Secondly, prioritise. These red herrings distract us from the sorry excuses of non-delivery of essential services. Hungry beggars don’t give a damn whether they’re suffering on Moore Rd or Che Guevara Rd (how a Cuban revolutionary-cum-fashion-icon made the Durban list is probably an untold laughable story). Ideological interventions are significant but in our young democracy what are we sacrificing just to change an address?

Thirdly, acknowledge complexity. If we are to reclaim our sense of history, initiatives must go beyond renaming. Paradoxically renaming can be psychologically disruptive to our attachment to places that are significant to our life story — irrespective of whether those places are named after colonial bastards. Questions of who we are linked to where we are.

For example giving the middle finger to Hendrik Verwoerd should be an uncomplicated process given the post-apartheid rainbow nation rhetoric. Not so. The DA in Gauteng was scolded by the Freedom Front Plus (FF+) for renaming Dr Verwoerd Laerskool to Meyerton Laerskool, despite 88% of parents wanting change.

With just 1.63% of the national vote, the dying FF+ may be nailing its political coffin shut by trying to preserve its ultra-conservative brand identity by helping save the legacy of apartheid’s chief architect.

But have we been applying our minds intelligently and creatively to reclaim our narratives, while acknowledging the hard facts that we are emerging from an oppressed society, shaped and contoured in endless ways by the apparent villains of the story?

Perhaps, firstly, deepen community consultation. If we don’t solidify social contracts, people protest or vandalise new structures. Secondly, focus on new infrastructure. Relics of the past, properly positioned, can serve as reminders of where we’ve come from and deepen our complex life stories and political narrative. Thirdly, get creative. How else can we honour heroes?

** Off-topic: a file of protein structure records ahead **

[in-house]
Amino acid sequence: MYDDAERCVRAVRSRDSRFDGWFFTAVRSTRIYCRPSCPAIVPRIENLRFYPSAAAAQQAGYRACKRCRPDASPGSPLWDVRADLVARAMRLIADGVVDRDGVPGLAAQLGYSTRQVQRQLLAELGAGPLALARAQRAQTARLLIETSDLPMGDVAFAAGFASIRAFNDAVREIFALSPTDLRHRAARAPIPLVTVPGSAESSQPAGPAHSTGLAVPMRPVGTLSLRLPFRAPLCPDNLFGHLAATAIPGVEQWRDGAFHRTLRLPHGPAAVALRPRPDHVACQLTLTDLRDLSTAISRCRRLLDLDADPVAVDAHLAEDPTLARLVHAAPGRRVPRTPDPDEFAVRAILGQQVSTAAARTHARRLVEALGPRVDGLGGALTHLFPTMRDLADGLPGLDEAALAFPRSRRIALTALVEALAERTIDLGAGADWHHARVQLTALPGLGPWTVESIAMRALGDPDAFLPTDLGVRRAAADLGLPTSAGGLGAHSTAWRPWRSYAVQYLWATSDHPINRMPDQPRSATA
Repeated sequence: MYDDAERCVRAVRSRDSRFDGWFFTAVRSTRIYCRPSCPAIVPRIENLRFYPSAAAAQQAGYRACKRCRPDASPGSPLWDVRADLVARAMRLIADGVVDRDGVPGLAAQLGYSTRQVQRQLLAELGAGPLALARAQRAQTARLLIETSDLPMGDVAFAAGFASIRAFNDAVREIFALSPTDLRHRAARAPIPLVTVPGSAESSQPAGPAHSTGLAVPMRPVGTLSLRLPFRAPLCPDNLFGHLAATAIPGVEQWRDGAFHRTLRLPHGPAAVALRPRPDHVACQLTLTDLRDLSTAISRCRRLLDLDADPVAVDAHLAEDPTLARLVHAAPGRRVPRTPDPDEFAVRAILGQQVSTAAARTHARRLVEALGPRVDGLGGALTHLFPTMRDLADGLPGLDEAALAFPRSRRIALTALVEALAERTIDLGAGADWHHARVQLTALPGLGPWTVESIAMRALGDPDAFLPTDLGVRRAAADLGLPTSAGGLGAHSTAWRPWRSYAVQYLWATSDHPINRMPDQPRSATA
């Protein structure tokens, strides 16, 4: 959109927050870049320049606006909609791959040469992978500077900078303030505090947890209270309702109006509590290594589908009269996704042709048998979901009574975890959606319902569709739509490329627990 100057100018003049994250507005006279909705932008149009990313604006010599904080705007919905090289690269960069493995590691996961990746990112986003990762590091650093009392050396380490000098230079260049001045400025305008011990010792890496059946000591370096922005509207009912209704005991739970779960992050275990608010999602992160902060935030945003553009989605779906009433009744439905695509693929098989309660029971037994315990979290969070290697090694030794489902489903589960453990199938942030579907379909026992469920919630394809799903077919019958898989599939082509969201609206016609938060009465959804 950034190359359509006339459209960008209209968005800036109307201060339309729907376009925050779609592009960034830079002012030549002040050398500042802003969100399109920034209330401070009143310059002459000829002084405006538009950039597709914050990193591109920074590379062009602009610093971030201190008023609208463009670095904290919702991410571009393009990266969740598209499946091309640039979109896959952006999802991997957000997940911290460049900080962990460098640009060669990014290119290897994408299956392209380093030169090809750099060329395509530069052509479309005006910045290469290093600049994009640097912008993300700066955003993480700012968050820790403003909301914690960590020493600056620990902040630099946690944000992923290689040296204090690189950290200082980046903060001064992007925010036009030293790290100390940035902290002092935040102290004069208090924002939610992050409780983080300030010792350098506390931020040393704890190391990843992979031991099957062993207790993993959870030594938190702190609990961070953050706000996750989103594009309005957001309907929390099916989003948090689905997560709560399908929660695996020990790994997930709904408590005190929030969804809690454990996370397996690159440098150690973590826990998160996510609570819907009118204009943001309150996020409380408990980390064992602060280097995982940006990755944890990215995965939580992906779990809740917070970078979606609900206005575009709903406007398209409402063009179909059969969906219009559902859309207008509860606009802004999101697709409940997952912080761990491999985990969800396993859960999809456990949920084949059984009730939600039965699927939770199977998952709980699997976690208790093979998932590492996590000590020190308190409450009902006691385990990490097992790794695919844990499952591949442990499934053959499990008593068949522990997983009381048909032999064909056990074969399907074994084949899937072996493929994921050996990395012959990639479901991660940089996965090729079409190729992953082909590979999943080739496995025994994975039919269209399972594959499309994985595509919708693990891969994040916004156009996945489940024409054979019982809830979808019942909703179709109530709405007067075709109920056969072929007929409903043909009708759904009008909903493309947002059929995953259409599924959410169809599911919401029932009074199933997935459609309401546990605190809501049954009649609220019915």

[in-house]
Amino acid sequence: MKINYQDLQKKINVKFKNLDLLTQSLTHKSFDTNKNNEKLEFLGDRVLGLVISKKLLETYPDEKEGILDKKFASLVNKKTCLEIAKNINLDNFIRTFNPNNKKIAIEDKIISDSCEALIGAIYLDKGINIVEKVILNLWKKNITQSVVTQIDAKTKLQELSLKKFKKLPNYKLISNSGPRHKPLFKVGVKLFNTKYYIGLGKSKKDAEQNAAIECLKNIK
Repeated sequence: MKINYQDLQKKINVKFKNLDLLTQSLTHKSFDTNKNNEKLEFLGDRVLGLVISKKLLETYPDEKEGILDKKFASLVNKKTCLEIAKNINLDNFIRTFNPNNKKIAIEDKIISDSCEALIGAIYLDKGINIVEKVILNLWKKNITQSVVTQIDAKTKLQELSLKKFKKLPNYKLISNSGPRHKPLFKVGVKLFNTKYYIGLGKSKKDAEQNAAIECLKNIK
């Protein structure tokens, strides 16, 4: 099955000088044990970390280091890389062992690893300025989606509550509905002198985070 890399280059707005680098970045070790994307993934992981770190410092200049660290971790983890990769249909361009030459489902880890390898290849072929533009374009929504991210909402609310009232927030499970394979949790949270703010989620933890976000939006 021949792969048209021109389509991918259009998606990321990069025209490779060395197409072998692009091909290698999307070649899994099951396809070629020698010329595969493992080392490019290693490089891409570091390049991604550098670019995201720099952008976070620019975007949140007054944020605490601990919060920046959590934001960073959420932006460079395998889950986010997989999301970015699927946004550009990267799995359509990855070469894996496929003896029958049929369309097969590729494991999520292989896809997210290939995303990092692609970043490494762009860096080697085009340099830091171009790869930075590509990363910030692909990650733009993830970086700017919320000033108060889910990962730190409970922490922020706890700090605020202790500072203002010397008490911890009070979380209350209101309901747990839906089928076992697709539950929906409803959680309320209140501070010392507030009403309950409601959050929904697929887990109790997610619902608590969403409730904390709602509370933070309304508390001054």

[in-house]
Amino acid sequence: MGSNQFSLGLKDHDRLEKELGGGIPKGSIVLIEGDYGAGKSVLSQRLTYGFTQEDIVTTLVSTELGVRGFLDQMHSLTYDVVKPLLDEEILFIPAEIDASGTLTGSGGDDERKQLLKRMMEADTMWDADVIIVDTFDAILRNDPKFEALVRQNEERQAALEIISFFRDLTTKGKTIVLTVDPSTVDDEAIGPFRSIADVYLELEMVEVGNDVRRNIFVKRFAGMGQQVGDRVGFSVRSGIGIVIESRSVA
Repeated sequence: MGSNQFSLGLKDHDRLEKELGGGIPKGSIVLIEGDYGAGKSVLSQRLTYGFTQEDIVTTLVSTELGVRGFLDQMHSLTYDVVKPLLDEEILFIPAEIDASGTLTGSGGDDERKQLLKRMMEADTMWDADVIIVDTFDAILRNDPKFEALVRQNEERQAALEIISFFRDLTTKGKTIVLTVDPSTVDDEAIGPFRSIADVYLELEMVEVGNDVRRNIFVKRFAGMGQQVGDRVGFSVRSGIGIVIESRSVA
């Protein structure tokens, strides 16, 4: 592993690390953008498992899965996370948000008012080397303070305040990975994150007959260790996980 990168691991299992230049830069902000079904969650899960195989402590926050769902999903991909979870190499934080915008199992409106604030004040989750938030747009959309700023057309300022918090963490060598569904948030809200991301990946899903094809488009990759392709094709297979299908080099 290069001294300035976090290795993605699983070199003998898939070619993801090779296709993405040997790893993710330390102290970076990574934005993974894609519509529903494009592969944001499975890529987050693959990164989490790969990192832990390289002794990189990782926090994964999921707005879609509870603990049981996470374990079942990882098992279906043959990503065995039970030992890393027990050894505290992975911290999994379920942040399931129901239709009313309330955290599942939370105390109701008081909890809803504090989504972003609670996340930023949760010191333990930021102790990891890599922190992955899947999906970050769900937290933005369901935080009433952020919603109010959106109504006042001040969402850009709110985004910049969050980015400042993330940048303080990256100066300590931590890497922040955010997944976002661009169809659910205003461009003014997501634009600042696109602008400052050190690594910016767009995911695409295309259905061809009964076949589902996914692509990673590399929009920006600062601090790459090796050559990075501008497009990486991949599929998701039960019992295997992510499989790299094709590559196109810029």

Throwing away the villains into history’s dustbin risks suppressing our past and masquerading as a society that has reconciled its shadow aspects of national identity. Yet, material change can help transform consciousness, and keeping those villains in prominent spaces is also risky, as it may impede Steve Biko’s goal of mental liberation. The delicate political, emotional, moral, historical and practical implications of renaming must be balanced with the necessity of remembering. Both processes can be incredibly cathartic.


  • Suntosh Pillay works as a clinical psychologist in a public hospital in Durban. He is a PhD researcher at the University of KwaZulu-Natal and has written extensively on a range of topics in various media. He is grappling with social dilemmas and paradoxes that we are faced with every day & hopes to trigger debate, controversy, reflection and connection via his writings. He is past chair of the Board of Directors of the Mandela Rhodes Community and is part of various national committees of the Psychological Society of South Africa (PsySSA). Suntosh Pillay on ResearchGate To chat, network, or collaborate, email [email protected] Twitter: @suntoshpillay


Suntosh Pillay

Suntosh Pillay works as a clinical psychologist in a public hospital in Durban. He is a PhD researcher at the University of KwaZulu-Natal and has written extensively on a range of topics in various media. He...